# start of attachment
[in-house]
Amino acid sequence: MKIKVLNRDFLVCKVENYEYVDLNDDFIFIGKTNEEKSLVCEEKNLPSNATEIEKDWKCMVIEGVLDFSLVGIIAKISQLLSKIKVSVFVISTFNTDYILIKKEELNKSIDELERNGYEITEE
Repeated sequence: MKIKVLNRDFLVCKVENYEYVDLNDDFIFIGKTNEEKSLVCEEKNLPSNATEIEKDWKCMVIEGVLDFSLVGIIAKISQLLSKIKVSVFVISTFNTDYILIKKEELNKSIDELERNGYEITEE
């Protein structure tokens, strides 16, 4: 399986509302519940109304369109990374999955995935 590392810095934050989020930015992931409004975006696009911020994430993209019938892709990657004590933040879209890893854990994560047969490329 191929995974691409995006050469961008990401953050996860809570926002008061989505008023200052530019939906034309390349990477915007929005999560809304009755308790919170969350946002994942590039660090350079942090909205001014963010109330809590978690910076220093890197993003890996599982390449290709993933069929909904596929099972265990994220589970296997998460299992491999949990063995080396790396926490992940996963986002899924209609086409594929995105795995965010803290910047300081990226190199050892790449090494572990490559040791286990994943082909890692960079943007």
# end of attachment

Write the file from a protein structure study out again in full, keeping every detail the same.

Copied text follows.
[in-house]
Amino acid sequence: MKIKVLNRDFLVCKVENYEYVDLNDDFIFIGKTNEEKSLVCEEKNLPSNATEIEKDWKCMVIEGVLDFSLVGIIAKISQLLSKIKVSVFVISTFNTDYILIKKEELNKSIDELERNGYEITEE
Repeated sequence: MKIKVLNRDFLVCKVENYEYVDLNDDFIFIGKTNEEKSLVCEEKNLPSNATEIEKDWKCMVIEGVLDFSLVGIIAKISQLLSKIKVSVFVISTFNTDYILIKKEELNKSIDELERNGYEITEE
């Protein structure tokens, strides 16, 4: 399986509302519940109304369109990374999955995935 590392810095934050989020930015992931409004975006696009911020994430993209019938892709990657004590933040879209890893854990994560047969490329 191929995974691409995006050469961008990401953050996860809570926002008061989505008023200052530019939906034309390349990477915007929005999560809304009755308790919170969350946002994942590039660090350079942090909205001014963010109330809590978690910076220093890197993003890996599982390449290709993933069929909904596929099972265990994220589970296997998460299992491999949990063995080396790396926490992940996963986002899924209609086409594929995105795995965010803290910047300081990226190199050892790449090494572990490559040791286990994943082909890692960079943007």